Leveraging augmented reality wearables on the plant floor
Augmented reality (AR) used to be an expensive technology that required custom-made equipment. But even the average consumer can now use an AR app on their smartphone to display information about their surroundings. Once thought of as a novelty entertainment, augmented reality is fast becoming a useful tool across a wide range of industries.
Unlike virtual reality, which is a totally computer-generated environment, AR adds information to a user’s surroundings. It can provide data like a heads-up display when driving, overlay visual data on a patient during surgery, or provide instructions to a manufacturing employee.
Powerful and cost-effective processors and sensors offer more opportunities for integrating augmented reality into the routine of the average worker. The computer vision systems behind AR are now able to analyze environments and provide feedback in real-time. Devices that incorporate this technology and are meant to be worn by a worker are referred to as “wearables.”
Benefits and Applications of AR
AR technology helps workers to improve in areas of efficiency, consistency, repeatability, and safety. It can be used for all workers, no matter the language they speak or their physical capabilities. Augmented reality helps workers make the right decisions repeatedly. The AR system can direct workers to the right place and have them perform the right task at the right time.
Augmented reality isn’t just limited to the technical or manufacturing industries. It can also provide value in areas such as sales & marketing and telecommuting. At tradeshows and events, sales teams are using AR to connect with their audiences. Implementing AR solutions to tell stories engages consumers and offers them an experience they will remember.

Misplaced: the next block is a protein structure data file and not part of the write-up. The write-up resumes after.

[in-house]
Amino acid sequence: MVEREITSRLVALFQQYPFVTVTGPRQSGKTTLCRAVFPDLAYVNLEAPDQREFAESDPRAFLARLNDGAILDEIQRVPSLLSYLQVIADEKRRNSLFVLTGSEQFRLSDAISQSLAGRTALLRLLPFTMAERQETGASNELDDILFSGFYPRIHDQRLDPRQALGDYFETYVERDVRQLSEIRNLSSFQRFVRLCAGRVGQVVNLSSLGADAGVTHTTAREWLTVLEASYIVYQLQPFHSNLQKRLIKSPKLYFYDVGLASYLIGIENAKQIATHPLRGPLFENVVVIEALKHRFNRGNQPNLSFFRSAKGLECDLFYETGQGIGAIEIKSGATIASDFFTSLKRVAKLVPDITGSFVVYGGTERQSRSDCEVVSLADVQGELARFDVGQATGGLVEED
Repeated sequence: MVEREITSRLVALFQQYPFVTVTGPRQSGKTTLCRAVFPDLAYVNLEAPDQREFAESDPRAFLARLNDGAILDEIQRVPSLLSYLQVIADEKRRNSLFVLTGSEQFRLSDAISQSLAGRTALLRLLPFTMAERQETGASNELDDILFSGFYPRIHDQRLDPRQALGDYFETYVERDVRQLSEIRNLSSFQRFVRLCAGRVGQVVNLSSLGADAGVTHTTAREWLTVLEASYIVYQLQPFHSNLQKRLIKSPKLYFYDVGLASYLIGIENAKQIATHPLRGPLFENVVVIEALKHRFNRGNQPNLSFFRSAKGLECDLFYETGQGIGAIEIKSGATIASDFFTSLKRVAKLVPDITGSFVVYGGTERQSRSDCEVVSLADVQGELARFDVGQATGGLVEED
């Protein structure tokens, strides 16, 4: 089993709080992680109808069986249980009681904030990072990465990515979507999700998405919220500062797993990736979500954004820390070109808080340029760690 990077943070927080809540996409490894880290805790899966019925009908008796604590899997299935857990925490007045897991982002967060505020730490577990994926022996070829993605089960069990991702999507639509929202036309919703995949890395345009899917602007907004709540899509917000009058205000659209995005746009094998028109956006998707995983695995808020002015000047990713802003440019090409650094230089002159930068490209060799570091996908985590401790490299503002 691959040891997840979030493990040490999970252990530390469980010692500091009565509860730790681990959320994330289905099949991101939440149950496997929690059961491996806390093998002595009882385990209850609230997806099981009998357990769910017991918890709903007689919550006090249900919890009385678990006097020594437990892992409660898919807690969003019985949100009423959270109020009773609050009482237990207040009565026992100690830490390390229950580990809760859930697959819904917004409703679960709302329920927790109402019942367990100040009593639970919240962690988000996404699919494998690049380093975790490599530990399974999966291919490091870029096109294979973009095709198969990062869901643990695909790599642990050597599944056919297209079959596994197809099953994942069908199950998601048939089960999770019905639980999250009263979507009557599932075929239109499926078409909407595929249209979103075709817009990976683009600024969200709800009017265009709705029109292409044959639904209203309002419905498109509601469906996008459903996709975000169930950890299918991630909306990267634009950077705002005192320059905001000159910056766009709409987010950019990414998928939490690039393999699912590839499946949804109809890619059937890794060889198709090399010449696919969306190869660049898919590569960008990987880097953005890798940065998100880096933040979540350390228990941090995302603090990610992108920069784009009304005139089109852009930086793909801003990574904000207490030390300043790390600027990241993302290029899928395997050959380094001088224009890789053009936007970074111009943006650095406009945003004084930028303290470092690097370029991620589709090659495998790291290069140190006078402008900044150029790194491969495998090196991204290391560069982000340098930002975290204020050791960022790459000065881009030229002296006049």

Many businesses have discovered the ways that telecommuting can boost worker productivity. Technologies like videoconference, cloud-based file storage, and other collaboration tools have enabled even more employees to work remotely. AR can be used to transform a remote employee’s workspace into a venue for team collaboration.
Visual input enabled wearable technology
Visual input enabled wearable (VIEW) technology can improve worker productivity and job satisfaction thanks to AR-enabled wearables. The technology is especially useful in pick-and-place scenarios, where workers can keep their hands free and their eyes focused on the task at hand.
Computer vision can identify relevant objects and direct the worker to them via a handheld or heads-up display. The worker easily identifies where to focus their attention and the AR system reinforces the correct decision. The learning curve is short as workers can easily interact with devices through voice and visual instructions.
This article originally appeared in Vision Online. AIA is a part of the Association for Advancing Automation (A3), a CFE Media content partner. Edited by Chris Vavra, associate editor, CFE Media, firstname.lastname@example.org.